New Nursing Home Comparison Tool Launched by Center for Medicare and Medicaid Services

In the midst of growing reports of nursing home abuse, a new nursing home comparison tool has been launched by the Center for Medicare and Medicaid Services (CMS).

The “mobile-ready applications” and improved IT tools are expected to make it easier for consumers to research hospital and nursing home quality, said Information Week. CMS redesigned its Hospital Compare and Nursing Home Compare websites, which will now enable more efficient web site navigation and access to critical information, including quality measures and nursing home inspection findings.

At a July 19 press conference, Shari M. Ling, MD, CMS’s Deputy Chief Medical Officer, said, “Hospital Compare and Nursing Home Compare allow Americans to make side-by-side comparisons of the nursing homes and hospitals in their area on a diverse range of metrics. These can range from specific medical standards, such as how many people are taking the appropriate medications following a surgical procedure, to the levels of patient satisfaction with a facility,” according to Information Week.

“The refinements improve the experience of navigation for the general public and also provide additional data that gives Americans more relevant information when using these compare tools,” Ling said. “Thanks to the Affordable Care Act, we have included new information on the ownership of nursing homes and have updated the data for the quality measures previously available on the site,” she added.

The Nursing Home Compare site now has specific findings from nursing home inspections, data anti-psychotic medication use, and the percentage of residents reporting moderate to severe pain during their stay, said Information Week. Hospital Compare now provides two measures that cover potential health risks linked to imaging services, including unnecessary radiation exposure, and also provides information on infection outbreak frequency and patient readmission rates. Navigation has been improved on both sites, which now offer large, easier maps for locating hospitals; new facility search functions; glossaries; and web resources, Ling told Information Week.

Meanwhile, another nursing home was faced with a lawsuit over complaints of alleged negligence. The lawsuit was filed by national law firm, Parker Waichman LLP on behalf of a woman admitted to Concourse Rehabilitation & Nursing Center, Inc. in the Bronx, New York. Parker Waichman also filed a lawsuit on behalf of the estate of a New York woman who died, allegedly due to the negligence of Our Lady of Consolation Geriatric Care Center, located in West Islip, New York; on behalf of the estate of a Nassau County, New York, woman who died, allegedly, as a result of nursing home negligence on the part of the Cold Spring Hills Center for Nursing and Rehabilitation; and on behalf of a Nassau County woman who suffered severe and permanent injuries from falls associated with negligence on the part of Grandell Rehabilitation and Nursing Center, which is also being charged with violations of the New York Public Health Law and negligence and gross negligence, to name just some.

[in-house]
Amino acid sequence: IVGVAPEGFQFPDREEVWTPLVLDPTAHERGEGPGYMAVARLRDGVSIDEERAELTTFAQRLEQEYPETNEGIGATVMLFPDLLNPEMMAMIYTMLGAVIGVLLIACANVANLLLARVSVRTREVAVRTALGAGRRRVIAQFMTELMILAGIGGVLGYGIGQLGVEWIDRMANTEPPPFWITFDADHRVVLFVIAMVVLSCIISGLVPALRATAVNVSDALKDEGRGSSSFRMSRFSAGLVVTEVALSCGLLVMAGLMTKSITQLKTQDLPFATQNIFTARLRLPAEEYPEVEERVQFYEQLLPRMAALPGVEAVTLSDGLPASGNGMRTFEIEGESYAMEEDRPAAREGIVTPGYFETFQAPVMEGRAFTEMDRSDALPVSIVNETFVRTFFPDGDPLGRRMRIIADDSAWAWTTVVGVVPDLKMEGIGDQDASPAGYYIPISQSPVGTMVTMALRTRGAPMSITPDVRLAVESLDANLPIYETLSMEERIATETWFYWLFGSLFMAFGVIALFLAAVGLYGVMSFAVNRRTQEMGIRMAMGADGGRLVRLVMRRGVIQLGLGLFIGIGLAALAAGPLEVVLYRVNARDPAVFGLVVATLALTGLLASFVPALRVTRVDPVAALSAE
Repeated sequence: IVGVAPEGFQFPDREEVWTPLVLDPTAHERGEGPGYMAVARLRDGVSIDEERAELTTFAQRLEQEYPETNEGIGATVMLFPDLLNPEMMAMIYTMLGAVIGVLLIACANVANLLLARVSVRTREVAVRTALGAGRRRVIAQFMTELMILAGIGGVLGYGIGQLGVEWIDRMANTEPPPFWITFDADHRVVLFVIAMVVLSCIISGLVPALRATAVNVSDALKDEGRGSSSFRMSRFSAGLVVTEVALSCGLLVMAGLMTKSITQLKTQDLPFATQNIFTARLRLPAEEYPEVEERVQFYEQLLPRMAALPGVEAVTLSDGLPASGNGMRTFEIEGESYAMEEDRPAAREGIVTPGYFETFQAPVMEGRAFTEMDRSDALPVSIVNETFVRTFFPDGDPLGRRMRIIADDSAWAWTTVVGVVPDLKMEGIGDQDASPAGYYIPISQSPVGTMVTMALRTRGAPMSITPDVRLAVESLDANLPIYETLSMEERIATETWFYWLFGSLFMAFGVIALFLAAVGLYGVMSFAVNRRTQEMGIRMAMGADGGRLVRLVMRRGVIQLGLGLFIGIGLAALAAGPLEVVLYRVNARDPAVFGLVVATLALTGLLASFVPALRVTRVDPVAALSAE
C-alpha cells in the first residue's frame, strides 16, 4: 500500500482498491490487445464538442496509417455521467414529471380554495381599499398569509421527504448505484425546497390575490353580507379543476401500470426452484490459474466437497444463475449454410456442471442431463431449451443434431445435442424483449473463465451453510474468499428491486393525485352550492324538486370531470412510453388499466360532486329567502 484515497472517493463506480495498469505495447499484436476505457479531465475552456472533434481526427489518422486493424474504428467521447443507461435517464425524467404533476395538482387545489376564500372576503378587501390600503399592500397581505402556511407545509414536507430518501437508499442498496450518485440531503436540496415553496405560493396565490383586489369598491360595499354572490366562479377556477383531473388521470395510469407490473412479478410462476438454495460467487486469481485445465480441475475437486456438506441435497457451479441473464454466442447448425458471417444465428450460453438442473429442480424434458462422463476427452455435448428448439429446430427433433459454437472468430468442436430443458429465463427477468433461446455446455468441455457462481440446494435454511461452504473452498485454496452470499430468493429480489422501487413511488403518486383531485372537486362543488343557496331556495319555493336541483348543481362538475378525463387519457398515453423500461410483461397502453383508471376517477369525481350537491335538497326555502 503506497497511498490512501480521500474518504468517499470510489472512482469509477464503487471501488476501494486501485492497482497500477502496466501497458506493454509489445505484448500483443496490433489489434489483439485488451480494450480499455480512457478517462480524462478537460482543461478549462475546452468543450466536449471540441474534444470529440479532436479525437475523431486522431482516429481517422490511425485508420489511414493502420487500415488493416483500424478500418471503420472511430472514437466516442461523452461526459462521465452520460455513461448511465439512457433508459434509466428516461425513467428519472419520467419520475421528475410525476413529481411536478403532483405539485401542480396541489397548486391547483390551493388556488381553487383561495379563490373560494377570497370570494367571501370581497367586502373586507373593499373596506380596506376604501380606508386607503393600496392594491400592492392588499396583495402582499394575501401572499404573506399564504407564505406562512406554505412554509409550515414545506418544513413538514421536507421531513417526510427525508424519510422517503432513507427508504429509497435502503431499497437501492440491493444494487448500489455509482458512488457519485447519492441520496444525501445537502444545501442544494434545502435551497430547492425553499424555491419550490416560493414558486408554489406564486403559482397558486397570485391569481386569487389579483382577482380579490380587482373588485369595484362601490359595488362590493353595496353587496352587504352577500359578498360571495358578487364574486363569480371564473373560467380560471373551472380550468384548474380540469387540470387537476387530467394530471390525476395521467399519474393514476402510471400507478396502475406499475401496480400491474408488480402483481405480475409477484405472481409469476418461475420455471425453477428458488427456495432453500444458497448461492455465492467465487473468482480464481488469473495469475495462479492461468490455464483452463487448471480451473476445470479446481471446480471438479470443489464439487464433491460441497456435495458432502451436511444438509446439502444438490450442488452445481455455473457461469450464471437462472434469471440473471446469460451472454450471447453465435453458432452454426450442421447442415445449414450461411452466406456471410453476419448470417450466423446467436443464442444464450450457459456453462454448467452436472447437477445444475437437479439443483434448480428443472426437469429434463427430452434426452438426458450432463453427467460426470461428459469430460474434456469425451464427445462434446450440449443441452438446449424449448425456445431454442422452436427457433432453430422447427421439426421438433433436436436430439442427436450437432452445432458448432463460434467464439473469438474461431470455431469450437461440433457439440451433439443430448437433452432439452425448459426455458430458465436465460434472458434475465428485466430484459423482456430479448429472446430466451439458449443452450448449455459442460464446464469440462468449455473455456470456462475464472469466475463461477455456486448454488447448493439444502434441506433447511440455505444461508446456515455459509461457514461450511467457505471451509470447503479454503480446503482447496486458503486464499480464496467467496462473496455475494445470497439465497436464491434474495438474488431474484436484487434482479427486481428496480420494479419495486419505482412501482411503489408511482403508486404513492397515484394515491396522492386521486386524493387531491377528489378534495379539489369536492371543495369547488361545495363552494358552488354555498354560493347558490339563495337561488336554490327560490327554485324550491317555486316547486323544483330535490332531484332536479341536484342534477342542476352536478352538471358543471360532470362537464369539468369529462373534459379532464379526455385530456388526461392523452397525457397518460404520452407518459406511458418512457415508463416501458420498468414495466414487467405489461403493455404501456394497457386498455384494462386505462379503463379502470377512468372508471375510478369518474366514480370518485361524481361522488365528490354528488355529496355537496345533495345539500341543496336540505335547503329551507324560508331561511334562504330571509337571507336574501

We’ve also written about medical errors in hospitals. In fact, a prior study conducted over six years and involving 2,341 hospital admissions in North Carolina revealed that 18 percent of patients were subject to at least one safety-related issue, with injuries ranging the gamut from minor problems to dangerous mistakes and even 14 fatalities. That study revealed that there was no decrease in injuries from 2002 to 2007 and followed a 1999 report issued by the Institute of Medicine in which it was discovered that medical errors led to a shocking 98,000 deaths and in excess of one million injuries.

We have also long written about the controversy over medical imaging. A recent report revealed that limiting such imaging can reduce breast cancer risks. Other, new studies have revealed that children who received several CT scans have increased risks for brain cancer and leukemia later in their lives; that girls exposed to chest radiation have increased risks for developing breast cancer; and that use of radiation-emitting medical tests are used far too often, increasing risks for a variety of diseases, including cancer.

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